Versatility in the forefront of India’s spin success in Nagpur


Versatility in the forefront of India’s spin success in Nagpur

Ganesh Chandrasekaran

R Ashwin and Ravindra Jadeja, along with Axar Patel, completed what now looks like a customary day out in the park having rolled over yet another team, this time Australia in just a session, in home conditions.

The pitch at Nagpur had earned a lot of hype before the match for its preparation and dry patches outside the left-hander’s off stump, a factor that eventually had little role to play directly on the field. How it played, however, was quite contrary to what had been imagined. It was a turner, there were rough patches developing outside the offstump for a left-hander on one end, and there was low bounce on the track for the pacers.

However, as was evident in India’s batting and briefly over Australia’s batting innings, there was method to play on it which included factors such as playing from the crease, on the backfoot and playing late. Rohit Sharma, Jadeja, Axar, Marnus Labuschagne and Steve Smith all used these aspects in different concoctions to each find a way to spend time at the crease and score runs, harking back to age-old techniques in Test cricket.

But it wasn’t just the batters that were forced to adapt on this pitch, it required a change of tact from the spinners as well. Nathan Lyon for one ditched his trademark lines outside the offstump and over the wicket, to go round the stumps and try to exploit straighter lines, with little success however. Each time he overpitched from that angle, there were runs to be taken which Rohit took full toll of while getting his 120. Debutant Todd Murphy, a different kind of offspinner than Lyon, however, was able to find more success with a more natural line and pace for the surface, albeit without the consistency of more seasoned campaigners.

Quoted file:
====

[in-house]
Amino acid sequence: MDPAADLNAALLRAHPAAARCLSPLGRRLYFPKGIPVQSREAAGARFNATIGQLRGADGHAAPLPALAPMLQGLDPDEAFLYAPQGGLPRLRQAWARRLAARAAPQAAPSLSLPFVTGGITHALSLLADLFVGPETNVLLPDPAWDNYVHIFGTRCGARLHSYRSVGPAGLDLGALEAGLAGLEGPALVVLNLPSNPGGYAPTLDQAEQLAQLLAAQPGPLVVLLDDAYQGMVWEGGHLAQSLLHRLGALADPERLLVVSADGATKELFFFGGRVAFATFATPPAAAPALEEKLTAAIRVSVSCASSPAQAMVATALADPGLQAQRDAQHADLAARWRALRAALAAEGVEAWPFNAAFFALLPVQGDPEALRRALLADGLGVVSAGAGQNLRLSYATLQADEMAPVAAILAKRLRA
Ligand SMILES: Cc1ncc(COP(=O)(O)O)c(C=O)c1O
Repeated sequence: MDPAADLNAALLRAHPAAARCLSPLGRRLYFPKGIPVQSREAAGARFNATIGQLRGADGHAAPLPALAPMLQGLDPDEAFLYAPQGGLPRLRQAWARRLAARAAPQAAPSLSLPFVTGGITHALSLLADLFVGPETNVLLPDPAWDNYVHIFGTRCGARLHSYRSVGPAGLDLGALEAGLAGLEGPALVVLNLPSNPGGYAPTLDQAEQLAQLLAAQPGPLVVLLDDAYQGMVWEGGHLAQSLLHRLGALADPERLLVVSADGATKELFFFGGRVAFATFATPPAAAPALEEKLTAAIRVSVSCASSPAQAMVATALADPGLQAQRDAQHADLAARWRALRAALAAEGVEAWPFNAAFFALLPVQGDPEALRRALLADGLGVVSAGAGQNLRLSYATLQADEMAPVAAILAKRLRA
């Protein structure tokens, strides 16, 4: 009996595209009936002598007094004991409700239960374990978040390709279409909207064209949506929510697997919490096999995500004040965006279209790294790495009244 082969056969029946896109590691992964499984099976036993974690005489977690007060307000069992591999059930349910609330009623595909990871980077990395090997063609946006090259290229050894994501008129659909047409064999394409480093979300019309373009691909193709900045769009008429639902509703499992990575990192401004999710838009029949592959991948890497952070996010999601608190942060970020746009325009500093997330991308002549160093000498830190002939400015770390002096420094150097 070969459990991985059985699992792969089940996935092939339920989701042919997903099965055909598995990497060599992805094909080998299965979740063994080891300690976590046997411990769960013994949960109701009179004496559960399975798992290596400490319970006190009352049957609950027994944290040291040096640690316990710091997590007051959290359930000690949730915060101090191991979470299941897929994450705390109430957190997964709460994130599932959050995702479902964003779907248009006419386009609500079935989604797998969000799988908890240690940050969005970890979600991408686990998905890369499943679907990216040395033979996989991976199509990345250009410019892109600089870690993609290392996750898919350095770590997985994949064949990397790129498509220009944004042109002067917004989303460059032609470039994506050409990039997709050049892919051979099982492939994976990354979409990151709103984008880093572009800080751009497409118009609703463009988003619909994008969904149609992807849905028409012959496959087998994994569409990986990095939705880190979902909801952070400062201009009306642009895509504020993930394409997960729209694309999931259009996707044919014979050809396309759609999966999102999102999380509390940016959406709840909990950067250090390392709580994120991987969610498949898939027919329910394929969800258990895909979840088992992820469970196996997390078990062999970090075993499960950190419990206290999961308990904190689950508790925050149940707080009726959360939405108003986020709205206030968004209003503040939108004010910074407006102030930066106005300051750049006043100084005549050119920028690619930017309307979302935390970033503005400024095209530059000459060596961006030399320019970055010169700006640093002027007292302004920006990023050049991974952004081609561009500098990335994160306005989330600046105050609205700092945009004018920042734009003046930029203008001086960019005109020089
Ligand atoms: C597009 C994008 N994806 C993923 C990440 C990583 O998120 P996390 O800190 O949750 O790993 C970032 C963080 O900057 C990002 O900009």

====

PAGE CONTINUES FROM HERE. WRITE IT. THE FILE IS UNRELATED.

The ability of India’s spinners to adapt to these conditions and find success at the rate they did proved to be one of the biggest differences between the two sides.

Ashwin, after collecting his five-fer, briefly alluded to the changes he’d made vis a vis getting the batters to drive more, so that the edges come into play. It was exactly how he’d got Usman Khawaja, edging the second cover drive he attempted, and was unafraid to do so even when he was hit for back-to-back boundaries by David Warner.